Tuesday, August 26, 2014

Poverty Bay (Thomas Black) by Earl Emerson

I bought this one years ago and finally got around to reading it... I got the original paperback copy but it is available for Kindle now as well.
Thomas Black is hired to find the son of an old racist who has inherited a lot of money. It is obvious the father is more interested in the money than the kid. Thomas discovers the son had a relationship with a beautiful black woman and had been living among the homeless for a long time.
As he delves deeper into the young man's life he encounters some dangerous people that want the money and gets closer to his friend, Kathy.
An enjoyable, well write, slightly standard PI novel. It was first published in 1985, a time where a lot of good PI novels were published. What makes this one rise out above the competition is the many interesting characters that are far from the usual stereotypes we often meet in these kind of books.

Tuesday, August 19, 2014

Jeremiah Healy (1948-2014)

Like many other writers I was shocked to learn Jeremiah Healy passed away recently. I loved his work, having picked up the first John Francis Cuddy books because I had read most Spenser books and was looking for something similar. Of course, besides the Boston PI thing there's little they really had in common. The Cuddy books had their own style and Cuddy wasn't the superman Spenser was.
So sad that now both Robert B. Parker and Jeremiah Healy have passed away.
I will always be grateful for the blurb he provided for my Noah Milano books:
 "J. Vandersteen takes us back to the glory days of pulp fiction. And I mean the genre, NOT the movie. His Noah Milano character rings completely true as a tough, lone-wolf private."

That goes to show you what a wonderful man he was and how friendly he was to his fellow writers, always ready to help them along.


He will be missed by readers, writer and family.

The Black Bullet (Sean O'Brien) by Tom Lowe

Tom Lowe's Sean O'Brien goes Jack Reacher style in this one. It shows how versatile a character O'Brien is, working in more standard PI mysteries as well as more thriller oriented stories as this one. That's because he's got a background as a cop AND a Special Forces guy, so he's got the skills to investigate a murder AND fight terrorists.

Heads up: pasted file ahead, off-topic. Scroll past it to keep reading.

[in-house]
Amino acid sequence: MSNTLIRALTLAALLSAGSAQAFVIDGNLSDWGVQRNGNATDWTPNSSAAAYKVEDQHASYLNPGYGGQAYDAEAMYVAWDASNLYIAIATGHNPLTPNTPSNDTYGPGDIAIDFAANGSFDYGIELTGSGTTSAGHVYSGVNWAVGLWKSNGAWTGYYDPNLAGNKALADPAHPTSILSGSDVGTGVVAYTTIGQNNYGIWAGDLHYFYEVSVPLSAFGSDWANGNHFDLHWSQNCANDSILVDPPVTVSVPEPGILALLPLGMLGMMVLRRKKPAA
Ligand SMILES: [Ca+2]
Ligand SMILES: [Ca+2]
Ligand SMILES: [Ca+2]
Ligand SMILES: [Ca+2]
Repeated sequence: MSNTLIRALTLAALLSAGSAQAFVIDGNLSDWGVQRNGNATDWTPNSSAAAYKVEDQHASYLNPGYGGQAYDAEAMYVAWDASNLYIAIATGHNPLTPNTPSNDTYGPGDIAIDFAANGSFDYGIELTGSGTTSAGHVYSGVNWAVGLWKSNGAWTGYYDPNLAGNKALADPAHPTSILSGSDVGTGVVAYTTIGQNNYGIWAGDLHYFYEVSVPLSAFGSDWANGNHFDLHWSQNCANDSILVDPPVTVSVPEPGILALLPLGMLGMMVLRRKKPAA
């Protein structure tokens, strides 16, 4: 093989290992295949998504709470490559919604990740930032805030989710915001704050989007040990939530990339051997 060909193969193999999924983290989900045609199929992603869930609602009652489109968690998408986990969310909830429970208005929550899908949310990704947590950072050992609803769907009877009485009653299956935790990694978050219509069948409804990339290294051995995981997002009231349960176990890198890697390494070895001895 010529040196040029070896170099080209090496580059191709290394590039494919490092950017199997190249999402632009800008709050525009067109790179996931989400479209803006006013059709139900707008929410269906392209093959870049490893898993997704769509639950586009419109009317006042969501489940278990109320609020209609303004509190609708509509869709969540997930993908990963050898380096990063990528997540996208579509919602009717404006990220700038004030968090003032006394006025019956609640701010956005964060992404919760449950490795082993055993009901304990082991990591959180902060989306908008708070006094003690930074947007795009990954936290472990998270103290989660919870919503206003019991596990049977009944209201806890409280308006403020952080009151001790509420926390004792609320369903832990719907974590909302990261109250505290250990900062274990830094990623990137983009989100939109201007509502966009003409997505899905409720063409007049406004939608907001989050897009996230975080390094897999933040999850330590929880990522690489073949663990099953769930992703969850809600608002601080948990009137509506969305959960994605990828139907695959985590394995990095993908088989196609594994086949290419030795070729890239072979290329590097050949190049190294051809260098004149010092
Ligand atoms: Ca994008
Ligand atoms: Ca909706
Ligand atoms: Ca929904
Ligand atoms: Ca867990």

During a fishing trip O'Brien discovers a downed submarine and material for a dirty bomb. When it becomes national news he's contacted by the granddaughter of a man who got killed sixty-seven years ago. It turns out the submarine and the murder are connected. O'Brien has to fight Russian mobsters and terrorists for the uranium and uncover the mystery behind the 67 year old murder, dealing with all kinds of agencies.
There's a lot of action in this book. I usually have a hard time with big budget action flicks style action in books because they're hard to read, but Tom pulls it of.
Looking forward to more of O'Brien, in many ways the ultimate series protagonist. He's got everything a hardboiled hero needs.

Tuesday, August 5, 2014

Kula (Kai Cooke, Surfing Detective) by Chip Hughes

Kai Cooke is a pretty laidback PI in the Hawaiian islands who's also known as the Surfing Detective because he loves spending time on the board. When he's hired by a wealthy guy to track down his dog he's intrigued that his client's wife is also missing.
During his investigation he enlists the aid of an old friend, who is an actual pet detective, but a hell of a lot tougher than Ace Ventura. Together they search for the dog and uncover the secrets of Cooke's client and encounter how cruel man can be to animal.
On the private side Kai is dating a married woman and he's not sure how he feels about that, maybe his old friend the pet detective is a better match for him?
I thought the start was a bit slow, but in the second half of the novel the pace picks up pretty good. Kai is a relaxed and nice guy in the Elvis Cole / Rush McKenzie mold that I like so much. I was also intrigued by his relationship with a married woman, something the nicer PI's usually aren't involved with.
I also noted that there was some violence in the book but it was never described in bone-crunching detail which makes this book lean a bit towards softboiled, and will make it a great read for cozy lovers as well as the hardboiled fan.

Wednesday, July 30, 2014

The Lost Ones (Quinn Colson) by Ace Atkins

With every book in this series Ace Atkins makes me a bit less sad he isn't writing the Nick Travers series anymore...
Ex-Ranger and sheriff Quinn Colson polices Tibbehah County and sets out to track down a child-traficking woman through her daughter. There's also a gun smuggling ring to round up and he's aided by FBI Agent Dinah Brand for that one. An attractive young woman (she really came to live for me through the great writing), Quinn ends up sleeping with her, to the dismay of his deputy Lillie (one of the strongest female characters I've read the last couple of years). Involved in the gunrunning is Quinn's old pal, ex-Army man Donnie Varner which shows you the road Quinn might have taken if the Army didn't push him in the right direction.
There's also some flashbacks to some of the darker moments of Quinn's youth, some personal trouble with his sister and his family as well.
All in all, there's a lot going on in this book. Enough for the actual investigating to take a backseat to the goings-on of the characters involved in the story which gives it a little literary band. Don't think it ever gets pretentious though, compare it more to James Lee Burke's stuff. There's enough action and hardboiled stuff for every crime reader.
I loved the whole Southern atmosphere of the book, really feeling I was transported over there. And hey, you got to love Quinn who says he needs nothing besides coffee, whiskey and books. I can relate to that!